When a new medium arises, so too do new brands hoping to stake a claim on the frontier. Penrose Studios wants to be the Pixar of VR, telling heartfelt stories in immersive worlds. And now it has the money to hire the best talent and develop its own in-VR creation tools.
Today Penrose Studios announced it’s raised an $8.5 million seed round led by Accelerate-IT Ventures, and joined by TransLink Capital, 8 Angel, Suffolk Equity, and several angels.
Penrose was founded by Eugene Chung, formerly of Pixar itself and the first head of Oculus Studios, the VR giant’s cinematic content production arm. Along with his employees previously at Oculus, Disney Google, and DreamWorks, Chung plans to build new technologies to make VR stories interactive. He tells me while there are plenty of ideas for VR content, it was his ace team that attracted the big seed round from AITV, a first-time venture fund.
Penrose’s works are already available on the Samsung Gear VR, and will come to Oculus Rift, HTC Vive, and Sony PlayStation VR upon launch. Penrose released its first VR film “The Rose And I” last year, featuring a “Little Prince”-inspired look at a boy living on his own tiny planet where he befriends a sentient flower. Viewers could wander around the world and even peek down into a hole in its surface where the boy hides. Without words, the trepidation, vulnerability, and curiosity of the story come through vividly.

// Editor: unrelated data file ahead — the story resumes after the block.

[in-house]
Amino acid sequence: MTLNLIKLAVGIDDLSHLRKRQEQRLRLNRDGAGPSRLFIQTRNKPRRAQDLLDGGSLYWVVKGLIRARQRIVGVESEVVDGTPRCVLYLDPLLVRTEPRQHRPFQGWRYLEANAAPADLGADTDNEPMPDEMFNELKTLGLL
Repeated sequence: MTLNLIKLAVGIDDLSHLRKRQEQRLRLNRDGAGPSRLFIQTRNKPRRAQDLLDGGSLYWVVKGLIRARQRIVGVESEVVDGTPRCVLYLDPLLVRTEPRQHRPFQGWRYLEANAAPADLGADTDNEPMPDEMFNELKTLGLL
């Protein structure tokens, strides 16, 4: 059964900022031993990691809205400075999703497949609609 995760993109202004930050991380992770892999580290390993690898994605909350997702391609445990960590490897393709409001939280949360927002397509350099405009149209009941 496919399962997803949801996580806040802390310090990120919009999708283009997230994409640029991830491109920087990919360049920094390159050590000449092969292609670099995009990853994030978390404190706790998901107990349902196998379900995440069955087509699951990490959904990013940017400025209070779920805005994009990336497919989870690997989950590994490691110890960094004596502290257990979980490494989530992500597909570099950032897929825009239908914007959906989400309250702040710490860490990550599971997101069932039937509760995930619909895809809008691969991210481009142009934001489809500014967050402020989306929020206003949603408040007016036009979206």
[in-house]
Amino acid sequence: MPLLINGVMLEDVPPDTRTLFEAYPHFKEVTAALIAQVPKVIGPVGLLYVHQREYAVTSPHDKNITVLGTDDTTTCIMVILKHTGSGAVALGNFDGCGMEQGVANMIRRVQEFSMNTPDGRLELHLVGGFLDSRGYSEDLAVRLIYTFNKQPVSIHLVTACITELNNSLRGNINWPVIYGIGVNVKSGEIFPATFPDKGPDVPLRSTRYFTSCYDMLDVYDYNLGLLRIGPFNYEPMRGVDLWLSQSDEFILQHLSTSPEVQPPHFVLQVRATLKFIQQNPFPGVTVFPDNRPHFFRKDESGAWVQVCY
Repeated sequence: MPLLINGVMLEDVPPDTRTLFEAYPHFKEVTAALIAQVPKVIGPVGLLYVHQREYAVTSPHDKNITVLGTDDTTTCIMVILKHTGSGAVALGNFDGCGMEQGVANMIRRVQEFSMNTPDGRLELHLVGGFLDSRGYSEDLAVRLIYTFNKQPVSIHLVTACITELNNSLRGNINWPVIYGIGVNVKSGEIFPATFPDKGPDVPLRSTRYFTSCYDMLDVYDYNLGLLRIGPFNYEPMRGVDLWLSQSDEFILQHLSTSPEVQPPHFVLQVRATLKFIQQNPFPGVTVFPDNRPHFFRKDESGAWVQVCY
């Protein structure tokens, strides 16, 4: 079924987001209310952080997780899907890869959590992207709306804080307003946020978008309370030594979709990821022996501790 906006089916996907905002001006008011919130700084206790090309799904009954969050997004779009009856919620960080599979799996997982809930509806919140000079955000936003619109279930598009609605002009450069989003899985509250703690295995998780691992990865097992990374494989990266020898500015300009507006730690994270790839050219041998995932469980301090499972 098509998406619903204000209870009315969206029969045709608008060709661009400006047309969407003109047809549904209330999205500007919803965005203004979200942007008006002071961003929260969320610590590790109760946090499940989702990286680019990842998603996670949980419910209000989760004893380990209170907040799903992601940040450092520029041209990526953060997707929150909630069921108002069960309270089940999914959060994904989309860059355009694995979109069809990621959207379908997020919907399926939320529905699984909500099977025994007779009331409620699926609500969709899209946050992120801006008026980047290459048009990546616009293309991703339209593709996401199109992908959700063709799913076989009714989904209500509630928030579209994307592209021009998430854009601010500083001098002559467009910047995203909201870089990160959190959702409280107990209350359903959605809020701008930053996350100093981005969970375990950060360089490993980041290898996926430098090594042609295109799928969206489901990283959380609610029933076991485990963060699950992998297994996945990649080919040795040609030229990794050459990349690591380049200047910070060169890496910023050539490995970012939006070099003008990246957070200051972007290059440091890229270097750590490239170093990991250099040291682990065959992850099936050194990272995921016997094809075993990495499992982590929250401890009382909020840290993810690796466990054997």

At Sundance, Penrose released a preview of “Allumette”, which will premier at Tribeca Film Festival. Audiences follow the tale of a lonely little girl who sells magical matchsticks in a town floating in the clouds. By making the characters and settings tiny, the viewer feels like an invincible giant, with no worry about leaning in close to the action.
“The characters are conduits to these worlds we want to create” Chung tells me. He believes it’s their identities and designs that will make people fall in love with virtual reality, not just the novelty of the perspective.
While gaming has received much of the fanfare around VR, cinematic experiences like those Penrose makes could appeal to a much wider demographic, similar to the Pixar films enjoyed by kids and parents alike. Penrose could use its newfound cash to secure the best story tellers and build a name for itself before more studios emerge.
If VR truly is the next big computing platform, that first-to-market position could pay dividends for years. Pixar did it with computer-rendered 3D animation on the silver screen. Now Penrose could do it on the initial wave of VR headsets.